The two sides exchanged views during a video conference on how China and Vanuatu can learn from each other in fighting against the virus. The conference was themed "Cooperation against COVID-19 and working together for development".

Song Tao, Minister of the International Department of the Central Committee of the Communist Party of China (CPC), and Bob Loughman Weibur, Prime Minister of Vanuatu and also President of Vanua'aku Party, addressed the meeting.

Song said, the COVID-19 global pandemic has hit countries around the world. With Xi's leadership, the CPC Central Committee has put the safety and health of the people first, promoted China's epidemic prevention and control, and successfully kept the outbreak under control. China has actively participated in international outbreak relief work, and provided assistance within its capacity to all countries in the world.

PM Loughman asked Song to convey his cordial greetings to General Secretary Xi Jinping, and extend his warm congratulations as the day marked the 99th anniversary of the founding of the CPC and the 23rd anniversary of Hong Kong's handover to China.

Loughman thanked China for its long-term assistance to the economic and social development of Vanuatu, as well as its timely assistance to the country in responding to the COVID-19 pandemic and hurricanes disasters.

PM Loughman reiterated that Vanuatu firmly adheres to the One-China policy, supports China's efforts to maintain national security, and looks forward to strengthening exchanges and mutual learning with the CPC.

Vanuatu will continue to work with China to promote their bilateral strategic partnership, and join hands to build a community with a shared future for mankind.



Embassy of China in Vanuatu


Marshall Islands continues inbound travel ban

According to report released by PACNEWS on 6 July, Marshall Islands has extended its ban on inbound travel to the country for another month in an effort to maintain its coronavirus-free environment.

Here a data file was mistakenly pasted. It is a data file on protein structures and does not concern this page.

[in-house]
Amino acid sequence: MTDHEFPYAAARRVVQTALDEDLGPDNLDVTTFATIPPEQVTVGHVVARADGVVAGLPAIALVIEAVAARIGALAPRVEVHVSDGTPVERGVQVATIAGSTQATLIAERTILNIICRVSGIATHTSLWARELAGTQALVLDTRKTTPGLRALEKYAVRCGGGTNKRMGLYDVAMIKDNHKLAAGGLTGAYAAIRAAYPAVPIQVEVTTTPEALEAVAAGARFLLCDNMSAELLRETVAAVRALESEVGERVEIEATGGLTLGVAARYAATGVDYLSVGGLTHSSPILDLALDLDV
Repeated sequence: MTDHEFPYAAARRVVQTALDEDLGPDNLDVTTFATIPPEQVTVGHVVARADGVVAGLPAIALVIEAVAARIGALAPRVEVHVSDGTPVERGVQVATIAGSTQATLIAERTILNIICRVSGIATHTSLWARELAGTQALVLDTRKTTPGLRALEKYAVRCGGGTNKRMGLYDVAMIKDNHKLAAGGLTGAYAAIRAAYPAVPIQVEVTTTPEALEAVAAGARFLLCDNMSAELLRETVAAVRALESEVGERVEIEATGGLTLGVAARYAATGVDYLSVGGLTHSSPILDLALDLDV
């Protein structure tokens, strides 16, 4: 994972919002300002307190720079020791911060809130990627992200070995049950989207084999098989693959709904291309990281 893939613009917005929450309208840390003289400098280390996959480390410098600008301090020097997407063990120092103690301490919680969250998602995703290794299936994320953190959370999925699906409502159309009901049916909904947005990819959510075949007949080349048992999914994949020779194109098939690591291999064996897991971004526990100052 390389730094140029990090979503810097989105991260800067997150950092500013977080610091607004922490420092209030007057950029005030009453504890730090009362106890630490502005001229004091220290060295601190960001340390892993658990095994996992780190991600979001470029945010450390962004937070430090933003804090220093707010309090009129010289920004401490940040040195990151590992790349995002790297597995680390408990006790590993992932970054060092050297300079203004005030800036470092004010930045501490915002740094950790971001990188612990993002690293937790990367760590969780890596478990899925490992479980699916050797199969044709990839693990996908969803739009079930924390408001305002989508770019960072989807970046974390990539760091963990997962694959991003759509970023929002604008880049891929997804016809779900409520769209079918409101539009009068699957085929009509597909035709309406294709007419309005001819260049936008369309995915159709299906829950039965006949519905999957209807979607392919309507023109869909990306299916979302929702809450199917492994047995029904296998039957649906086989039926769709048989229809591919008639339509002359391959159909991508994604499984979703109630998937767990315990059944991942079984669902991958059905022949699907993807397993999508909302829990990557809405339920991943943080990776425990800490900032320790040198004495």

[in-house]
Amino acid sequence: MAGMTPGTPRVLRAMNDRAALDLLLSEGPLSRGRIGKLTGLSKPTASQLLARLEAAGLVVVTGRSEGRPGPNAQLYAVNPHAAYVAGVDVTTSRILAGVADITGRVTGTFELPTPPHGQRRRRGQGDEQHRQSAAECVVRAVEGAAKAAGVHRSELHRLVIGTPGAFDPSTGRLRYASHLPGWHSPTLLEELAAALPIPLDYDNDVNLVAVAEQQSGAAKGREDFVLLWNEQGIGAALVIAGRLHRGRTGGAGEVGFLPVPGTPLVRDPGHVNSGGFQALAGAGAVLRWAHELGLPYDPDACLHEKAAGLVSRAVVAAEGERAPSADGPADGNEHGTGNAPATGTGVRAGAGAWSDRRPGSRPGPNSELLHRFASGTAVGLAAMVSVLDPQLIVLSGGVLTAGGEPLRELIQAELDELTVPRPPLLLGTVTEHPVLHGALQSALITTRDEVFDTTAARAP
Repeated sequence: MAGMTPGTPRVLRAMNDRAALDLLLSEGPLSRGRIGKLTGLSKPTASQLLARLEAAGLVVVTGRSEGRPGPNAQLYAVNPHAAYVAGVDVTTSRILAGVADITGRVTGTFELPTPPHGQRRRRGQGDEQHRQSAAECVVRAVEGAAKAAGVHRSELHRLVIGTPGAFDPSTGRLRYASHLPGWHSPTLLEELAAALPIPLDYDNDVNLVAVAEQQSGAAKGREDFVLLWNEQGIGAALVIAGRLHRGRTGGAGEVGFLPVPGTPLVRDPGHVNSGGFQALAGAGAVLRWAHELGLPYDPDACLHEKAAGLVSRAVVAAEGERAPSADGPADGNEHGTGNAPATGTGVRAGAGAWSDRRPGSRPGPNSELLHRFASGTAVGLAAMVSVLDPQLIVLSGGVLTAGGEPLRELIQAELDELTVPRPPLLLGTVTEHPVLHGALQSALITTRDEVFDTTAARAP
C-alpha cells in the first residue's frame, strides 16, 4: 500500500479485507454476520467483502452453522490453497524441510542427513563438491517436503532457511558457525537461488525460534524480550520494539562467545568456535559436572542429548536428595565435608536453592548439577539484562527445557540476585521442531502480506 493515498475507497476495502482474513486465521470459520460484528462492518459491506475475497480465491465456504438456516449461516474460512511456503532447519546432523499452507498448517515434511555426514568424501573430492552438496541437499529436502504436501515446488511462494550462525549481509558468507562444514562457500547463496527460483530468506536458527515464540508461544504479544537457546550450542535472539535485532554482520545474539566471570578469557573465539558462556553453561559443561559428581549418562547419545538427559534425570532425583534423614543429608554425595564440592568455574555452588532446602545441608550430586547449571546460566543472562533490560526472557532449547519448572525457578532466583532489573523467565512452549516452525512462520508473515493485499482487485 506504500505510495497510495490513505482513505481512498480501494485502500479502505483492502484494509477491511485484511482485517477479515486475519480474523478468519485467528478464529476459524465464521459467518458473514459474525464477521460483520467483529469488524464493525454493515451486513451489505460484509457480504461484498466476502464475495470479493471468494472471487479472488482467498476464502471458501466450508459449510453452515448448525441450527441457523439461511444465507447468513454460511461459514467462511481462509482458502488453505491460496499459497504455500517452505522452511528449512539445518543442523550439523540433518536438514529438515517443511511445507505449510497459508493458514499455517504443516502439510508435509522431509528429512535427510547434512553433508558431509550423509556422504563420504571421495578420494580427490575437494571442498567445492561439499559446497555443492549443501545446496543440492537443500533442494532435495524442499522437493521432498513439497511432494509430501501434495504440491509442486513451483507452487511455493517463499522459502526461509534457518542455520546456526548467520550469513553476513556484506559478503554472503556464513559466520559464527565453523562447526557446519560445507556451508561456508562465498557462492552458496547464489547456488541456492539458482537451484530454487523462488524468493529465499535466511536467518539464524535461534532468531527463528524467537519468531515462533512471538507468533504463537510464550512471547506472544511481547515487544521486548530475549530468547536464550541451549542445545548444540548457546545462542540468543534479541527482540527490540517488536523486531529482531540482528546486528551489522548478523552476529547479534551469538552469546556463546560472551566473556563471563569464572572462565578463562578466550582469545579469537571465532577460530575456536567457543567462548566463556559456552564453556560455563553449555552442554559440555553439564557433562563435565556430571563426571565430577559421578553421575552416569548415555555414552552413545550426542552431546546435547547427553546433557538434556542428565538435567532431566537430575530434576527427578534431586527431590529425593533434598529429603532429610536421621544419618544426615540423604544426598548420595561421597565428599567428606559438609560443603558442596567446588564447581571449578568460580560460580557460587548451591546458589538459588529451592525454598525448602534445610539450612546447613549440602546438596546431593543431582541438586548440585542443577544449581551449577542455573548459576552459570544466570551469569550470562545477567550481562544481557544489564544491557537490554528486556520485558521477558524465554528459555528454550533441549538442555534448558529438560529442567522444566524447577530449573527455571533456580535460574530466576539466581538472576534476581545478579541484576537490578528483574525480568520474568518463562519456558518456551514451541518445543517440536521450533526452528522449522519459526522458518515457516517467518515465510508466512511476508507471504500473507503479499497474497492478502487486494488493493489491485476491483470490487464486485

Government Chief Secretary Kino Kabua issued an updated travel advisory late Friday to extend the ban on incoming travelers until 05 August. The previous one was due to expire on 05 July.

Marshall Islands closed its borders to incoming travellers on 08 March and remains one of the few countries that is coronavirus-free.

Fishing vessels and most other vessels must spend at least 14 days on the water from their last port of departure to arrival in the Marshall Islands, according to the travel advisory.

Container ships that bring food and other essential supplies are exempted from the 14-day quarantine period. But if they have made crew changes, they must provide health data on crew members over a 21-day period prior to arrival in the Marshall Islands.

The two international air carriers still servicing the Marshall Islands are United Airlines and Asia Pacific Airlines. United has since April provided one roundtrip Island Hopper flight per month connecting the Marshall Islands with Guam and Honolulu.

APA carries mail and sashimi grade fish for export on two flights each week.




Samoa extends Covid-19 state of emergency

According to news released by PACNEWS on 6 July, Samoa has extended the COVID-19 State of Emergency for another month, taking the country to an unprecedented four-month lockdown.

Some of the emergency orders were eased last month especially rules governing public gatherings like church services, weddings and spectator sports.

Government approved repatriation flights have been opened up from New Zealand and American Samoa. All travelers from New Zealand must go through a 14-day quarantine period unlike passengers from the territory who do no have to.

The Prime Minister said a few passengers who had returned to the country from Auckland last week remain under close observation after displaying flu-like symptoms.

“There are about three who have been showing signs of the flu and were taken away to be isolated in the hospital and to be kept under close observation,” he said.

“Because at the moment, it is the absolute cold season in New Zealand, the month of July is the peak of winter in New Zealand and also for us, that's the reason why we are keeping a close eye on those people.”